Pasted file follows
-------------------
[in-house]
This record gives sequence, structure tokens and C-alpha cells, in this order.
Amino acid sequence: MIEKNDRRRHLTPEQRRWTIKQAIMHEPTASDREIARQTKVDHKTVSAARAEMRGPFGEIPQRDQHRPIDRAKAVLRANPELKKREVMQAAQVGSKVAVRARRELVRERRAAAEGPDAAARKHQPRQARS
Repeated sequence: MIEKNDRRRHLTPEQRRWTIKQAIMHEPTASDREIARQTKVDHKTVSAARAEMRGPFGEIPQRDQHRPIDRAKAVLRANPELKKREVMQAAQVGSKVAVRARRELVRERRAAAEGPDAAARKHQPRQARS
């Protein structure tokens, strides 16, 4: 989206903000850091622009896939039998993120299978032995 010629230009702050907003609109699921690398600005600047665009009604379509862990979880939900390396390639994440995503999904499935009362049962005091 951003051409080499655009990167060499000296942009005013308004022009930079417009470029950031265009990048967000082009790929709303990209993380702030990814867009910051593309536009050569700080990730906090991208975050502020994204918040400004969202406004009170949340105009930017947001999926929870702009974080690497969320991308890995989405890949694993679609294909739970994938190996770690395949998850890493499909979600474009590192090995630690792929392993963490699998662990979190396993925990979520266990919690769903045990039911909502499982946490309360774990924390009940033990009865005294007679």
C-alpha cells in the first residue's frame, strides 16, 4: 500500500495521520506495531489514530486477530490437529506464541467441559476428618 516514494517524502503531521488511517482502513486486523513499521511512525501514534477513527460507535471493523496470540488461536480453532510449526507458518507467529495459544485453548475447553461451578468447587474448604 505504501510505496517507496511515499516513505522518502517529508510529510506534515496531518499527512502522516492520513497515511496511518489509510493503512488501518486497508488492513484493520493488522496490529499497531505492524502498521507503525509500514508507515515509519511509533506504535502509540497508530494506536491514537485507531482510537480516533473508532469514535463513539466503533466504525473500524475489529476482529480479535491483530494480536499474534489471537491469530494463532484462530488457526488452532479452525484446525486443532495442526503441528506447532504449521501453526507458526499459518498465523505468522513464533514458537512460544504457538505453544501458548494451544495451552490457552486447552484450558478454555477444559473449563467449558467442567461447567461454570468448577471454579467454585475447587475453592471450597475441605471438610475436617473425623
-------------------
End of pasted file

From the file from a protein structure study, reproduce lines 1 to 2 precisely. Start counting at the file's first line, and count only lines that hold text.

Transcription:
[in-house]
This record gives sequence, structure tokens and C-alpha cells, in this order.